Deforestation, forest degradation, and unsustainable forest practices are major drivers of climate change. Deforestation and other land-use changes have released approximately 150 gigatons of carbon to the atmosphere since 1850, roughly one-fifth of the current atmospheric total. The contributions from forest degradation (i.e. converting real forests into tree plantations) and unsustainable practices (i.e. those that cause irreversible damage to soils) are on the rise. Globally, emissions from forest degradation have increased from 0.4 to 1.0 gigatons CO2 per year between 1990 and 2015. In Oregon, emissions from deforestation and industrial forest practices are not monitored by any state or federal agency but are nonetheless the largest source of greenhouse gas pollution each year.
A swift transformation to sustainable forest practices that halt and reverse deforestation and forest degradation has the potential to capture and store much of the excess carbon that is now fueling climate change. For example, climate scientist James E. Hansen has calculated that we can pull 100 billion tons of carbon from the air through large scale restoration of areas denuded by logging and agricultural expansion. This has the potential to reduce CO2 concentrations by 30 parts per million by 2100, which can make all the difference as to whether humanity achieves the 2° C warming cap established by international agreements or blows past that critical threshold.
As it has done in the past on so many other issues, Oregon can lead the way. It can do so by passing globally replicable legislation implementing a forest carbon tax and reward program to penalize clearcutting, chemical sprays, short rotations and construction of logging roads and dramatically scale up climate smart forest practices that enhance carbon sequestration and storage capacity of its state and privately managed forestlands.
Here’s how it would work: Forestland owners who release more carbon through logging than is sequestered by natural forests on their properties would be levied a tax equivalent to the social cost of carbon – roughly $42 per ton of carbon dioxide emitted – on these net emissions. However, forestland owners would receive credits against the levy for a wide range of beneficial practices that bolster carbon storage including long rotations, selective harvesting and set-asides for streams, wildlife, non-timber forest products, recreation, and other beneficial uses. In addition, forestland owners that embrace these practices would be eligible for generous payments from a Forest Carbon Incentive Fund (FCIF) capitalized by the tax and managed by the Department of Forestry in consultation with the Oregon Global Warming Commission. Many forestland owners would make money on this deal – in particular, good actors who know how to produce timber while leaving a real forest behind.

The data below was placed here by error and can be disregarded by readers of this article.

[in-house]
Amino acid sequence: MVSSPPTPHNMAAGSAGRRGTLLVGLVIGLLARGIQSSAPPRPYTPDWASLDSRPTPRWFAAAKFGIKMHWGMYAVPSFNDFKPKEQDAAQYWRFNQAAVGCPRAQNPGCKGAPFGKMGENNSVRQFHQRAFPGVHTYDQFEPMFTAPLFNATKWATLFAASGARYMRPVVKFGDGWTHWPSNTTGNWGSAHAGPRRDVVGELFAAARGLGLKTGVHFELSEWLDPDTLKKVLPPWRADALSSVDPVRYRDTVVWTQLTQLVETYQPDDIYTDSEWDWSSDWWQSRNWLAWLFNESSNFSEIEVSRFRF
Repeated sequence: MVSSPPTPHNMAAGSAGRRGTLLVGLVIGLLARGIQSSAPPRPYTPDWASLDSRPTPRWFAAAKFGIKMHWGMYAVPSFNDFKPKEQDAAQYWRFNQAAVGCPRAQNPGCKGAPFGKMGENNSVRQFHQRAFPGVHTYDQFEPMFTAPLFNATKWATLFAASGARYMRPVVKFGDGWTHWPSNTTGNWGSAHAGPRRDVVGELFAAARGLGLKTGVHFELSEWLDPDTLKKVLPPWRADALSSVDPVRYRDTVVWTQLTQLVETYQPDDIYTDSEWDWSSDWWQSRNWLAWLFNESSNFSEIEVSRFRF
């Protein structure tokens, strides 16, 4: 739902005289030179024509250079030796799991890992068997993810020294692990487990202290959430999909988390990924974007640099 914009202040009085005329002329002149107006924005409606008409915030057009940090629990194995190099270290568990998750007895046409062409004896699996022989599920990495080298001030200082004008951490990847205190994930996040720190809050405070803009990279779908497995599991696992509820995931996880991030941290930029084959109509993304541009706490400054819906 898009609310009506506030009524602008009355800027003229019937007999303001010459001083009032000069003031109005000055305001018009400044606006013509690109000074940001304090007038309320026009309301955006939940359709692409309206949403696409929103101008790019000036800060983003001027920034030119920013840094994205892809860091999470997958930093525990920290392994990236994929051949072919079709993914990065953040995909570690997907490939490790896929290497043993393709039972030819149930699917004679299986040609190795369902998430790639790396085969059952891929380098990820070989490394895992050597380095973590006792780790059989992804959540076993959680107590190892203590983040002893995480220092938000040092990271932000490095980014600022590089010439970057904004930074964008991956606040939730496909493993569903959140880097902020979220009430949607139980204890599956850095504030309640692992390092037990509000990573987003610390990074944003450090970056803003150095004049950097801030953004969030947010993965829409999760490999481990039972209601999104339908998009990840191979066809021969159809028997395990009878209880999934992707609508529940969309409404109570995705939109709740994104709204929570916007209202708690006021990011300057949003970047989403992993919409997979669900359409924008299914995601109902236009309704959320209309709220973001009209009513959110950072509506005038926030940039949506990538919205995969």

The revenue impacts of the proposed legislation have yet to be calculated. But a reasonable estimate is that the net (after credits and deductions) tax would generate $50 per thousand board foot harvested – equivalent to $120 million per year at current rates of harvest on industrial forestlands. Oregon’s Department of Forestry and the Oregon Global Warming Commission would keep what they need to fill in their budget holes and administer the tax and reward program. The rest (about $100 million) gets dispersed to forestland owners who agree to implement climate smart, labor intensive practices needed to boost carbon storage and transform Oregon’s private forest landscape from a veritable wasteland of clearcuts and logging roads into a green carpet of healthy, functioning, and naturally evolving forests. If managed well, Pacific Northwest forests have the potential to capture and store more carbon per acre than any other forest type on the planet. A forest carbon tax and reward program would help fulfill this potential and by doing so, create thousands of new jobs.
A typical multiplier for money spent in the woods paying workers to restore timber plantations back to real forests and implement other climate smart practices is about 30 direct and induced jobs per million dollars invested. That’s 3,000 jobs per year associated with FCIF payments of about $100 million per year. Not a bad deal for skilled forest workers. And a welcome shot in the arm for distressed rural communities searching for ways to decouple from the booms and busts of industrial, high emissions logging cycles.
Time is running out on the climate time bomb. One of the great contributions Oregon can make on the global stage is to recruit its state and privately held forestlands into its climate agenda, help restore the world’s most effective carbon sink, and create thousands of jobs in doing so. The Oregon Legislature and Governor Brown would do well to provide such leadership by enacting forest carbon tax and reward legislation this year.